The Cato Institute will launch an ad campaign Thursday highlighting under-reported poll data showing Americans' concerns that current health care reform plans will raise costs, limit choice and reduce the quality of their health care.
The campaign will feature full-page ads in major national newspapers, in addition to radio spots focusing on why government-run health care cannot address the problems of growing costs and lack of coverage for many individuals and families. (For a preview of the print and radio ads, click here.) The campaign will expand in the weeks ahead.
"Our goal is to help the American public navigate terms like 'a public plan' and 'individual or employer mandates' to understand what is really happening here," said Ed Crane, founder and president of the Cato Institute. "The bottom line is, most of the plans coming from the White House and congressional leadership will result in a government-run health care system that is really not the best option for most Americans."
A poll by the Washington Post and ABC News conducted June 18-21 showed that 84 percent of respondents were "very" or "somewhat" concerned that "current efforts to reform the health care system" would increase their health care costs. The survey also showed that 79 percent of respondents were concerned that current efforts would limit their choices of doctors or medical treatments.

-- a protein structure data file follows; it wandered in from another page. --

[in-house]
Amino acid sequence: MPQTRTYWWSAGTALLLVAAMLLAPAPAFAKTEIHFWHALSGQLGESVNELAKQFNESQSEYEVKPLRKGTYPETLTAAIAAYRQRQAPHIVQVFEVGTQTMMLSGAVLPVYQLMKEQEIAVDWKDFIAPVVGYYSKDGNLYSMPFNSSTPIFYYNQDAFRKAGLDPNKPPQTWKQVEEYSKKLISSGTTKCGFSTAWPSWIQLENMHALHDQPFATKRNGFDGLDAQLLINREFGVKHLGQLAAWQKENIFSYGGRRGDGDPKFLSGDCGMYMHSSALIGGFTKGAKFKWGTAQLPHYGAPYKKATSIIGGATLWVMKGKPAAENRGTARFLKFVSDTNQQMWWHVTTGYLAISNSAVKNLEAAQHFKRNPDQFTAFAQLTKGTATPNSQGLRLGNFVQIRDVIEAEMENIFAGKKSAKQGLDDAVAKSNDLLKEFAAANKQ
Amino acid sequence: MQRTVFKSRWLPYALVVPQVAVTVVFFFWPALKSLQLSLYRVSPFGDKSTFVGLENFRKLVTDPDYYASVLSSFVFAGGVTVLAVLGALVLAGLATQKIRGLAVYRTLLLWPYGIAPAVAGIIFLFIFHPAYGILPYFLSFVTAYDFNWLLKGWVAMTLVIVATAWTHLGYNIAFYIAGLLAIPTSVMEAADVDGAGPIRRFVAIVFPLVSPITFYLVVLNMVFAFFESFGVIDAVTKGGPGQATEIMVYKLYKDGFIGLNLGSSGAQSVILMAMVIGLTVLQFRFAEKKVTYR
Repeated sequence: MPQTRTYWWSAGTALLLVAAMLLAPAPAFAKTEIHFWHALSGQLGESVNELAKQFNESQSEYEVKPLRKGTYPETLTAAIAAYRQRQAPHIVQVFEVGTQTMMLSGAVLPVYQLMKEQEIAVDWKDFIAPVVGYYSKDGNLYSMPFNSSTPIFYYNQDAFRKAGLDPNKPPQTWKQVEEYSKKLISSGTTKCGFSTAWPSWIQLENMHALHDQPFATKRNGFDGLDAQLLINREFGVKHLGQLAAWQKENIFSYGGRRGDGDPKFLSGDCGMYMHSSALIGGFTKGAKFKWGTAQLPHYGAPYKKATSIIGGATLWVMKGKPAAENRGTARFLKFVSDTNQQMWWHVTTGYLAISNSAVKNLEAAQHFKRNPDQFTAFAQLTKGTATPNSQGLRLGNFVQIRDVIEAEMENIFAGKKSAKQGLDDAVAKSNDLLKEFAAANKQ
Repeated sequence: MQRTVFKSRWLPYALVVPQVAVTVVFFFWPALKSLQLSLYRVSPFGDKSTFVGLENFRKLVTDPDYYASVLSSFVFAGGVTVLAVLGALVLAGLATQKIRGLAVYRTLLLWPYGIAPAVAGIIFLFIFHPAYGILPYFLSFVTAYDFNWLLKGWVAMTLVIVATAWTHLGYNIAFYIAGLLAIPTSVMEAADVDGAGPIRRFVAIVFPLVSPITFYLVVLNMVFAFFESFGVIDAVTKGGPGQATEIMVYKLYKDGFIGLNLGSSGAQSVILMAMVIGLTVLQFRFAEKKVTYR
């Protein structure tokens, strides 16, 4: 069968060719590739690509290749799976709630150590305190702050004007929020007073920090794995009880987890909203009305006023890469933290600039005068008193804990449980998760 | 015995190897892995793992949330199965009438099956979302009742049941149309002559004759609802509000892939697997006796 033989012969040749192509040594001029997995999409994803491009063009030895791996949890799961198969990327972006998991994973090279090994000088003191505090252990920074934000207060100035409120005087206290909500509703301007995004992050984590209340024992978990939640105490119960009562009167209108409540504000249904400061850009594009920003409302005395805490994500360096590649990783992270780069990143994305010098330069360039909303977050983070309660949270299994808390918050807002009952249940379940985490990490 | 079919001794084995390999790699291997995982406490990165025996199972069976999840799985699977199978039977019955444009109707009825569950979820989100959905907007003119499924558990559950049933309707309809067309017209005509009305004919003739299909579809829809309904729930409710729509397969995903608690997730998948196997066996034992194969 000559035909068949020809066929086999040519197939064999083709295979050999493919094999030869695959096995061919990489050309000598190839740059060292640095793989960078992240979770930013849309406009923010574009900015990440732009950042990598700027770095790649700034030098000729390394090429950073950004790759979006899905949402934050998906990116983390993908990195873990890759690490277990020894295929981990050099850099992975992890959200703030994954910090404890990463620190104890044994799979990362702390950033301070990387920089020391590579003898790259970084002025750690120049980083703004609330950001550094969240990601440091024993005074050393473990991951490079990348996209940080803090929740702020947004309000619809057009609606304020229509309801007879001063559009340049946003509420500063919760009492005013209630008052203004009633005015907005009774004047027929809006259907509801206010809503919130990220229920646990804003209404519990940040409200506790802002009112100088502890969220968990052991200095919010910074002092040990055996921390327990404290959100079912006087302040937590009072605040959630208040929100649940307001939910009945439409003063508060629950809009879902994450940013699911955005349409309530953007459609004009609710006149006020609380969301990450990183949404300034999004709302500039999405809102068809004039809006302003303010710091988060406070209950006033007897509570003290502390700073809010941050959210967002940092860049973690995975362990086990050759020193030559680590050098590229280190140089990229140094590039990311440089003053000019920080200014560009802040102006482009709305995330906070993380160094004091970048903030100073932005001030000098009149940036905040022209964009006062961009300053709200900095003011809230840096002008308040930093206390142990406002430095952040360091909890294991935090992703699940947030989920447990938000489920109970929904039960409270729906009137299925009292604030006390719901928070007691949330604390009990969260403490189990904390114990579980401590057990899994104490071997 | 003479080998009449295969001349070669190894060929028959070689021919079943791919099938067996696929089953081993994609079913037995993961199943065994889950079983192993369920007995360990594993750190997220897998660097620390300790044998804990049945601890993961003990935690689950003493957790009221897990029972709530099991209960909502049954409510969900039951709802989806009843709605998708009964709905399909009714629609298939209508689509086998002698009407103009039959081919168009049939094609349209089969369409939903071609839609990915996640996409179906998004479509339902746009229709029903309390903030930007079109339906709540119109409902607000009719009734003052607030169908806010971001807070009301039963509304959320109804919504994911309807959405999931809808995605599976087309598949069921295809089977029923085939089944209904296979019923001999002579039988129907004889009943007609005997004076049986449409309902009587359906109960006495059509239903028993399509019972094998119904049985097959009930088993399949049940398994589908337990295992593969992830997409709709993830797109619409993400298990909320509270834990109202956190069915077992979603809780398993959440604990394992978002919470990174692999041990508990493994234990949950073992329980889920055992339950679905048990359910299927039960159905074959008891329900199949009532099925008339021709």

"The president has made it clear over the last two weeks that he wants Congress to pass health care reform legislation that will result in families only having one place to turn for health care coverage: Uncle Sam," said Cato Senior Fellow Michael Tanner. "What the American people will get is less health care for more money, and deficits will skyrocket."
Cato has also created a new website, healthcare.cato.org, to promote more free market-oriented health care reform proposals.
"It is vital the American people have a place to turn for clear, concise information on the various plans that are being considered in Washington, as well as information on alternative plans that would bring costs down by getting the government out of the health care business," said Cato Director of Health Policy Studies Michael Cannon.